She felt like the evidence of her humanity was now burning in the middle of those ruins.
“It feels monstrous to watch this unfold.” She said. “It makes me feel inhuman. So much happened at the border; it felt like a part of me that had been gone for decades had been thrust back into my body. I was seeing massive battle again for the first time since my childhood, and the very first thing I considered was to lead Nocht to Bada Aso and blow up that gas.”
“Madiha–” Parinita tried to interrupt her but Madiha continued to talk. She stared out over the fence at the edge of the deck, and her eyes sought for a face in the water. She found none.
“I had no idea what the magnitude of the explosion would be. At the time, I had no idea we would have those remote-control tanks available. Anyone whom I condemned to the final mission would have certainly gone to their deaths. No fuse, no wire, could have spared them from the aftermath. My first plan, the only plan, was essentially a suicide bombing.”
Those dreadful words reappeared in her mind.
Cunning; Command; Fearlessness; Ferocity.
“I would have done it. No matter what.” Madiha said. “Even if I had to go myself to set off the bombs. This, Parinita; this is all that my head is good for. I look at a beautiful city like Bada Aso, full of people, full of life and love and community. And I consider its destruction from afar. Destroying Bada Aso meant nothing to me; it accomplished the objective that I desired. In my mind it was just arrows on map, divisions in a grid on paper. It is a sick thing, isn’t it?”
Suddenly Parinita seized her by the shoulders and turned her around, locking eyes.
“I do not think you are sick at all Madiha. And I think, captivated by the fire, you’ve forgotten all the human things that led you here. You did not just spend your time calculating coldly. The Madiha that I saw throughout all of this was a person full of empathy and who saw everything through human eyes. I refuse to believe that your mind is only capable of unfeeling destruction. The fact we are having this conversation tells me you are honestly quite terrible at unfeeling destruction. And the tears starting in your eyes tell me you are very much human.”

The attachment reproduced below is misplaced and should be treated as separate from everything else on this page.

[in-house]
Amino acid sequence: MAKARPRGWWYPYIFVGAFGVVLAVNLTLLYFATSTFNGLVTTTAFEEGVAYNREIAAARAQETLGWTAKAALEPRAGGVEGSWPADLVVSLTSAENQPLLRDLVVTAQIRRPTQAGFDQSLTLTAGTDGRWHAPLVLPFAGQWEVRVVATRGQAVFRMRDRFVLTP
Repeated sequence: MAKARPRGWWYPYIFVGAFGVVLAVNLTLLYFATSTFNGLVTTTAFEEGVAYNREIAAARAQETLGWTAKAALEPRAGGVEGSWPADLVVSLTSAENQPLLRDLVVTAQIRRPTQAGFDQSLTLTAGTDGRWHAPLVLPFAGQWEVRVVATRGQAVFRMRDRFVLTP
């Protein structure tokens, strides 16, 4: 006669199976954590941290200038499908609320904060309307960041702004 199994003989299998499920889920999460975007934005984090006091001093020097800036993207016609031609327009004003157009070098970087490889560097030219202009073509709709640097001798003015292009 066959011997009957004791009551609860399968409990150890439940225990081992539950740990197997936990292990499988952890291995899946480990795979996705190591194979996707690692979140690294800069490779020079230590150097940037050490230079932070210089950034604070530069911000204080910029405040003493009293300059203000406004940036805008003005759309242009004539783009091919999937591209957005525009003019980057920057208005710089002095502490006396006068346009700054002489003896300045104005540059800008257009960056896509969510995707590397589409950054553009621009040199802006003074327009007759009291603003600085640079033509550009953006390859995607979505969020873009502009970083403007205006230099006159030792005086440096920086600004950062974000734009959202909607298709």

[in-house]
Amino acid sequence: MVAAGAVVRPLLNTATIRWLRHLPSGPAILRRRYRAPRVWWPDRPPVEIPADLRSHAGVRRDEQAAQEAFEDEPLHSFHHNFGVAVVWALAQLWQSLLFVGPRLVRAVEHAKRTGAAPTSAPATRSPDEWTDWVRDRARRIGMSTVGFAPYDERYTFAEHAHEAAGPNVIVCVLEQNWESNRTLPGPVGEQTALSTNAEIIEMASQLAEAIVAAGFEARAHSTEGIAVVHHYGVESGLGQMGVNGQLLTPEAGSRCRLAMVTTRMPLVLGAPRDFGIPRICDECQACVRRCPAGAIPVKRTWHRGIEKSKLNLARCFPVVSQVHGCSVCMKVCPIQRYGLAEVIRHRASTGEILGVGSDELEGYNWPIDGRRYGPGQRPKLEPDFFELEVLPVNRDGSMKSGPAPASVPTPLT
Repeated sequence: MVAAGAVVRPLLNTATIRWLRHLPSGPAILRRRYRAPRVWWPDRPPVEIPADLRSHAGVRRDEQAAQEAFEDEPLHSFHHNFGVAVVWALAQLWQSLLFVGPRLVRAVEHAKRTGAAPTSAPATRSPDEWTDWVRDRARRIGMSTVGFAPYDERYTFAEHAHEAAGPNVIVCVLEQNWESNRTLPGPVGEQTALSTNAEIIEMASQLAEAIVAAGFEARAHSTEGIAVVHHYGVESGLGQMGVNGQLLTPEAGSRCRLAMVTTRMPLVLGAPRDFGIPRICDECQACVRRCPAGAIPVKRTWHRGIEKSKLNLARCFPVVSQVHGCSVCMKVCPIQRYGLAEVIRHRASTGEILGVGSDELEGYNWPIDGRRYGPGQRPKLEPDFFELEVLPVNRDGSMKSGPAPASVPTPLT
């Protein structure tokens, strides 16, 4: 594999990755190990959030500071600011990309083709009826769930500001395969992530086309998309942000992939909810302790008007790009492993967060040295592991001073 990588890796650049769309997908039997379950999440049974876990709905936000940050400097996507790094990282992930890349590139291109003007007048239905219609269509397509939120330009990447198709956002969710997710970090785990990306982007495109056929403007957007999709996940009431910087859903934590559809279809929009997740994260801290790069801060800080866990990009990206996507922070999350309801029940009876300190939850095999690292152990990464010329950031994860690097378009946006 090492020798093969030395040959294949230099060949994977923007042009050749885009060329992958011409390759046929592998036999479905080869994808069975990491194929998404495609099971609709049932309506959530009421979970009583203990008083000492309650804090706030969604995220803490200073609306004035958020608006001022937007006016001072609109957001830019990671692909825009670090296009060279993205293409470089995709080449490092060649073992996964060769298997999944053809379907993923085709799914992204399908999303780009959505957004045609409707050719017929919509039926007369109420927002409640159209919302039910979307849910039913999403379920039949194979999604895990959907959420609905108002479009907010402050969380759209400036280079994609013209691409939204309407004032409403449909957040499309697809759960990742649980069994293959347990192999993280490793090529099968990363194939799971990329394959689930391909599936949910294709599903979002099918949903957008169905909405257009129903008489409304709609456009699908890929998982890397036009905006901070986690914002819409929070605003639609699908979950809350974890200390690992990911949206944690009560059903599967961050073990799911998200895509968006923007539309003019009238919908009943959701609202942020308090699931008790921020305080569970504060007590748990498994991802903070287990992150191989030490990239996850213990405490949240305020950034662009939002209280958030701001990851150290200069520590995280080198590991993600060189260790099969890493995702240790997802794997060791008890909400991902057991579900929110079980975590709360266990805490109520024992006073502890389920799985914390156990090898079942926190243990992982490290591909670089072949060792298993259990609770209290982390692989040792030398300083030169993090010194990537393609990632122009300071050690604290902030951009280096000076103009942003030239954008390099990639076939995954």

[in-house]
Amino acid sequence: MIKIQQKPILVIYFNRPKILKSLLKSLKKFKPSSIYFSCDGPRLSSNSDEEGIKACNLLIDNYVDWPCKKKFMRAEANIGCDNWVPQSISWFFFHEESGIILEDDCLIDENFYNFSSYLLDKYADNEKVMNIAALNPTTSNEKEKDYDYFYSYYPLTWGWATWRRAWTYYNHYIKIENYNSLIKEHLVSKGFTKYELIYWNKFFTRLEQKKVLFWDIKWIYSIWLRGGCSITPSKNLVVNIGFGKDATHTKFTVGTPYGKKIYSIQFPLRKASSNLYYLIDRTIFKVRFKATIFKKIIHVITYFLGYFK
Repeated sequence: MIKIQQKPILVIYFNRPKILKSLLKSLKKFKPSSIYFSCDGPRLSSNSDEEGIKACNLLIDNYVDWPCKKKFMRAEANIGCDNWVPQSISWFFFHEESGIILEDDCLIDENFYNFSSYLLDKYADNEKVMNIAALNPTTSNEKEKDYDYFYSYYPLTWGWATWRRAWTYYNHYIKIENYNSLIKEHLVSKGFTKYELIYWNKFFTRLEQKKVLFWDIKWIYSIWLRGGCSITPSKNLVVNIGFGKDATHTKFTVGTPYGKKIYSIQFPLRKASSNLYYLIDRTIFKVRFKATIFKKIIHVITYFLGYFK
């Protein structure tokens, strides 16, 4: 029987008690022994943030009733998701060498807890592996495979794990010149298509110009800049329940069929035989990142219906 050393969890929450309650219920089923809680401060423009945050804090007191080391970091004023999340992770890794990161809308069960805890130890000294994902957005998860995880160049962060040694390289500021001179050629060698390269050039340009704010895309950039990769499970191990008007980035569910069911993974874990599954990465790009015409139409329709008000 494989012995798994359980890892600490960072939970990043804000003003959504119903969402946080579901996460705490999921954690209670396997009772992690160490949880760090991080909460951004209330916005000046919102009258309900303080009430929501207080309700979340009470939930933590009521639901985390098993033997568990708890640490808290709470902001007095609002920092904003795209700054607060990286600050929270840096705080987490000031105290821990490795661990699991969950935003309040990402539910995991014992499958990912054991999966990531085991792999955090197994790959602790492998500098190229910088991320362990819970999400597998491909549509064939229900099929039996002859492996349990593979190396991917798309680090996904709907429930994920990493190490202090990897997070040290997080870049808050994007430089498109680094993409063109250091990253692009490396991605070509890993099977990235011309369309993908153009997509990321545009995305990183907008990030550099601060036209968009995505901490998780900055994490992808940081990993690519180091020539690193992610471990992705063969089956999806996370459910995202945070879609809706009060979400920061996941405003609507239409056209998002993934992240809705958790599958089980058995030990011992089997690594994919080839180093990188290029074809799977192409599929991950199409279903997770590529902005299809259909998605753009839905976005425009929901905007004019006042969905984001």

There were tears. Madiha was weeping openly. She felt a surge of emotion that had long been repressed. Many years worth of a childhood were she could not feel for fear of being weak; a young adulthood where she did not feel for lack of things to feel; and an adulthood where in the face of loss and violence she thought she needed to be stronger than mere feeling. Now she wept, and she choked back sobs. Her heart pounded. Her head felt terribly hot now.
Parinita raised her hands to Madiha’s cheeks and smiled. “Treat yourself better, Madiha.”
Gentle thumbs ran across her cheeks, lifting her hair. Madiha felt the fire going away.
She raised a fist to her face and wiped away her tears. She nodded silently. “I will try to.”
“I will help.” Parinita said. She stroked Madiha’s cheek again. “I want to help.”
Madiha nodded her head, and took Parinita into her arms, and embraced her tightly.
“This reminds me of when I first proposed it, so; how about you indulge my hobby?” Parinita said, pushing Madiha by pressing with the tip of her finger between the latter’s breasts.
Madiha laughed; they were not exactly on the Revenant that time. But it was close enough. They looked out over the sea again, side by side with the ocean air and the gentle waves.
“I suppose one thing comes to mind. Do you know how they did the stormy ship effects inBattleship Krasnin? I have always wondered about that. Did they film it on a real ship?”
“Some of it was, but other things were cinemagic effects. Here, I’ll explain it in detail–“
Overhead the clouds of parted, and moonlight shone over the naval group. Sailing away from the city that had sealed their fates, the architects of this great destruction began then to forge something entirely different between each other on the deck of that fearsome ship.
36th of the Aster’s Gloom, 2030
Adjar Dominance, Ruins of Bada Aso — 1st Vorkampfer HQ
Casualties were still coming in. Fruehauf couldn’t believe the numbers. She was emotionally numb but her head was pounding and she found it hard to work. She was sweating and had nothing to drink. Just up the street, the Squire half-track firefighting vehicle struggled to contain the massive fire working its way down from the central district. For their own safety the entire staff had evacuated the restaurant and set up shop in a truck a kilometer down.
After the quaking from the explosions, it had nearly shaken itself apart anyway.
Everyone around her was sniffling. They could smell the smoke and burning even here.
There was nothing in the city ahead but a wall of fire moving closer, shining all the brighter at midnight, and thick smoke billowing that covered the moon and stars overhead.
All of their radio equipment had been transferred to the truck. A gas-powered generator towed behind them powered everything. She and her girls continued to work the airwaves. It was all that they could do, though even their sweetest voices granted no comfort in this disaster.